Tesco, Britain’s biggest supermarket chain, has again posted a fall in annual profit and said it expected tough times to continue.
Trading profit was down six percent – its second straight year of decline.
The world’s third-largest retailer, which has over half a million employees, suffered a three percent decline in sales in its home market Britain.
It wrote down the value of its European businesses by the equivalent of 892 million euros and took a 656 million euro charge in China.
The company has pledged to win back shoppers with price cuts.
Tesco boss Philip Clarke rejected calls from investors for him to quit or change tack, as several expressed worries about a price war.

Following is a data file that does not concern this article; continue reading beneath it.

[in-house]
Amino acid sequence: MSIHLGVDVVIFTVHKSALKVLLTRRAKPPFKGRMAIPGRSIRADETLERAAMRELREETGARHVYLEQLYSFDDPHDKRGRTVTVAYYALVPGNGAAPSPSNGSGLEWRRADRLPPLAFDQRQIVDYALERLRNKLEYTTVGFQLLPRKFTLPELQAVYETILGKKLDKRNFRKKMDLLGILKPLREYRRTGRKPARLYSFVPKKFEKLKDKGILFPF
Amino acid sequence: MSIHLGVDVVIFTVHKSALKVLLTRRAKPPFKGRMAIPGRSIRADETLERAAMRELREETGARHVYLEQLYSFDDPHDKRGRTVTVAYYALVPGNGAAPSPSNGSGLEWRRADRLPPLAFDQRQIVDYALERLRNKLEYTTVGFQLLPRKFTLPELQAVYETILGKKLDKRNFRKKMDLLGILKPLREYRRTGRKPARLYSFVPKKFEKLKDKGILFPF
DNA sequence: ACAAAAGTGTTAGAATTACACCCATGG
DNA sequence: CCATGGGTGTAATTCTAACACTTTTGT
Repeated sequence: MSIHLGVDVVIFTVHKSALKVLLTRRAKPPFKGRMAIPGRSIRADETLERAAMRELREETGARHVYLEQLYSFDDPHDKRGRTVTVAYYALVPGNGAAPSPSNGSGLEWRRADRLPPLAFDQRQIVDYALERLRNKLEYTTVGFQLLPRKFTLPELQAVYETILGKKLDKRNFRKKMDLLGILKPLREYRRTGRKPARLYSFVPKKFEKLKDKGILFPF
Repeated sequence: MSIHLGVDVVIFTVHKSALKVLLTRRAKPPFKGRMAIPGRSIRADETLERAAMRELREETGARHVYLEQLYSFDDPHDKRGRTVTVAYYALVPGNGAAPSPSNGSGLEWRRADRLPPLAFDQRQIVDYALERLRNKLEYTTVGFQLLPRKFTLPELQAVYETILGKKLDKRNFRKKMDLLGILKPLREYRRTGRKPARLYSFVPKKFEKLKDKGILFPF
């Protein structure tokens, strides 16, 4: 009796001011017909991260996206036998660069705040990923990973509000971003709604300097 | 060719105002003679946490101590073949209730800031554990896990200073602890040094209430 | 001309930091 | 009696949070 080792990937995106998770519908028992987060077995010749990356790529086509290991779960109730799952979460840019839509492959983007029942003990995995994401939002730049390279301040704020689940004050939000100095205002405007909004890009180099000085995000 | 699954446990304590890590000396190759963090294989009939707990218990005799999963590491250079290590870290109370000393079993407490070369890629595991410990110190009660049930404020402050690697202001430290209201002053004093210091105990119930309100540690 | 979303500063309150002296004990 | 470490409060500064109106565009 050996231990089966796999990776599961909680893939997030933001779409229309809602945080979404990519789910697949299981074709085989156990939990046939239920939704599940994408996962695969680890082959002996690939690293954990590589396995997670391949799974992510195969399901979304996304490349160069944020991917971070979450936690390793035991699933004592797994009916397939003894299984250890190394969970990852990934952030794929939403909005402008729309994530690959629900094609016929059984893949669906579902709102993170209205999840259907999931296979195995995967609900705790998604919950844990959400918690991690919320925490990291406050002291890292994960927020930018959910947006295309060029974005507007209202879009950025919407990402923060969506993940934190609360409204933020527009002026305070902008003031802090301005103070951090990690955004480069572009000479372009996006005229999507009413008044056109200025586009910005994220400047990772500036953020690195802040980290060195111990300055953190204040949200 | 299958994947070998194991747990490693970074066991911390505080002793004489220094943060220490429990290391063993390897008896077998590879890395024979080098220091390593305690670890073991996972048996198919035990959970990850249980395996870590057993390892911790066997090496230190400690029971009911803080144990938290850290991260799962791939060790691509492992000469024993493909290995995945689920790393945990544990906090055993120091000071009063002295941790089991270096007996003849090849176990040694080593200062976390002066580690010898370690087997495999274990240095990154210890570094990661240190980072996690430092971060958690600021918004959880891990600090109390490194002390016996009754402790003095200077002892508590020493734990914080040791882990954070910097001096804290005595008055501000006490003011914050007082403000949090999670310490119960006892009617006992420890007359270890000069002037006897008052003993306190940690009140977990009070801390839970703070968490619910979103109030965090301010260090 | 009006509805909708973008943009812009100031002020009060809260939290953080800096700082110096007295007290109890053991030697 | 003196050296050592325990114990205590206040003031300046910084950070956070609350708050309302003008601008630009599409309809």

Clarke insisted he would see through his “bold” plan to rebuild the company, which had been the darling of the sector during two decades of uninterrupted earnings growth before a shock profit warning in 2012.
The chain has been squeezed between increasingly popular discount groups – like Lidl and Aldi – and upmarket grocers such as Waitrose and Marks & Spencer.
As a result its British market share has fallen to a near 10-year low of 28.6 percent.
Britain’s three other leading supermarket chains – Wal-Mart’s Asda, Sainsbury’s and Morrisons – have suffered similarly.
Tesco’s trading profit for the year to Feb. 22 was 3.3 billion pounds (4.01 billion euros), in line with forecasts.
Group underlying pretax profit fell 6.9 percent to 3.05 billion pounds (3.7 billion euros) in the year.
Overseas, group trading profit was down 5.6 percent in Asia and down 28 percent in Europe, with a slump in trade in the Czech Republic, Hungary, Poland, Slovakia, Turkey and Ireland.